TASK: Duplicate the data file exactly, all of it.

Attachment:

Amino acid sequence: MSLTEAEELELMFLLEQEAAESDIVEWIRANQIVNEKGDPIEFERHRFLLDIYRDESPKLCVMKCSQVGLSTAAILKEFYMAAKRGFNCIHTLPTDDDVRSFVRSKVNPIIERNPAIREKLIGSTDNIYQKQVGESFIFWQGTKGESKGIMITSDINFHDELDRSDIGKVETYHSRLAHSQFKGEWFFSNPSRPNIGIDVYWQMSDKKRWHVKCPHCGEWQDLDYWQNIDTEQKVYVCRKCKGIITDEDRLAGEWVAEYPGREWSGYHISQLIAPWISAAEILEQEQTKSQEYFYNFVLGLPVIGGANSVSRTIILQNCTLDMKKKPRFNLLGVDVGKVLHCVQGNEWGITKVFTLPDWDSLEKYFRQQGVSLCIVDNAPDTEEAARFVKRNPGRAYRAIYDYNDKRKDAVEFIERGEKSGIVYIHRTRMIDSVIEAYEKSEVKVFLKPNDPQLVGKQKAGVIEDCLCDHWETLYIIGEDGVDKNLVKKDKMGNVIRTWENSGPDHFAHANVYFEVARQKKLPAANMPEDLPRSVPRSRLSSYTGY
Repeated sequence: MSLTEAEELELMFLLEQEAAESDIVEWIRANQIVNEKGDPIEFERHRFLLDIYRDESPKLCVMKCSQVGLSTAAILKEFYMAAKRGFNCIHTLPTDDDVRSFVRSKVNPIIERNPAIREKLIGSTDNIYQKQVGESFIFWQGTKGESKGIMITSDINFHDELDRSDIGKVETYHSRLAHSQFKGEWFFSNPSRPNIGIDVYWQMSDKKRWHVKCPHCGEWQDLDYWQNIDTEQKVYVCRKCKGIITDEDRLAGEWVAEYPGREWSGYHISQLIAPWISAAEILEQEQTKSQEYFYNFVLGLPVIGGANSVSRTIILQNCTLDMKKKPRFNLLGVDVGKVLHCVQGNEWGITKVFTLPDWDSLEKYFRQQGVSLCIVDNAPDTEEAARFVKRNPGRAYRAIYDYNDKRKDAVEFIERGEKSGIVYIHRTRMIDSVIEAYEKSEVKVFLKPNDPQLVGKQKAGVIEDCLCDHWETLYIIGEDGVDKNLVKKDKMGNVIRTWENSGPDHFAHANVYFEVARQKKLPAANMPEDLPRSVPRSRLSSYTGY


Amino acid sequence: MSLTEAEELELMFLLEQEAAESDIVEWIRANQIVNEKGDPIEFERHRFLLDIYRDESPKLCVMKCSQVGLSTAAILKEFYMAAKRGFNCIHTLPTDDDVRSFVRSKVNPIIERNPAIREKLIGSTDNIYQKQVGESFIFWQGTKGESKGIMITSDINFHDELDRSDIGKVETYHSRLAHSQFKGEWFFSNPSRPNIGIDVYWQMSDKKRWHVKCPHCGEWQDLDYWQNIDTEQKVYVCRKCKGIITDEDRLAGEWVAEYPGREWSGYHISQLIAPWISAAEILEQEQTKSQEYFYNFVLGLPVIGGANSVSRTIILQNCTLDMKKKPRFNLLGVDVGKVLHCVQGNEWGITKVFTLPDWDSLEKYFRQQGVSLCIVDNAPDTEEAARFVKRNPGRAYRAIYDYNDKRKDAVEFIERGEKSGIVYIHRTRMIDSVIEAYEKSEVKVFLKPNDPQLVGKQKAGVIEDCLCDHWETLYIIGEDGVDKNLVKKDKMGNVIRTWENSGPDHFAHANVYFEVARQKKLPAANMPEDLPRSVPRSRLSSYTGY
Repeated sequence: MSLTEAEELELMFLLEQEAAESDIVEWIRANQIVNEKGDPIEFERHRFLLDIYRDESPKLCVMKCSQVGLSTAAILKEFYMAAKRGFNCIHTLPTDDDVRSFVRSKVNPIIERNPAIREKLIGSTDNIYQKQVGESFIFWQGTKGESKGIMITSDINFHDELDRSDIGKVETYHSRLAHSQFKGEWFFSNPSRPNIGIDVYWQMSDKKRWHVKCPHCGEWQDLDYWQNIDTEQKVYVCRKCKGIITDEDRLAGEWVAEYPGREWSGYHISQLIAPWISAAEILEQEQTKSQEYFYNFVLGLPVIGGANSVSRTIILQNCTLDMKKKPRFNLLGVDVGKVLHCVQGNEWGITKVFTLPDWDSLEKYFRQQGVSLCIVDNAPDTEEAARFVKRNPGRAYRAIYDYNDKRKDAVEFIERGEKSGIVYIHRTRMIDSVIEAYEKSEVKVFLKPNDPQLVGKQKAGVIEDCLCDHWETLYIIGEDGVDKNLVKKDKMGNVIRTWENSGPDHFAHANVYFEVARQKKLPAANMPEDLPRSVPRSRLSSYTGY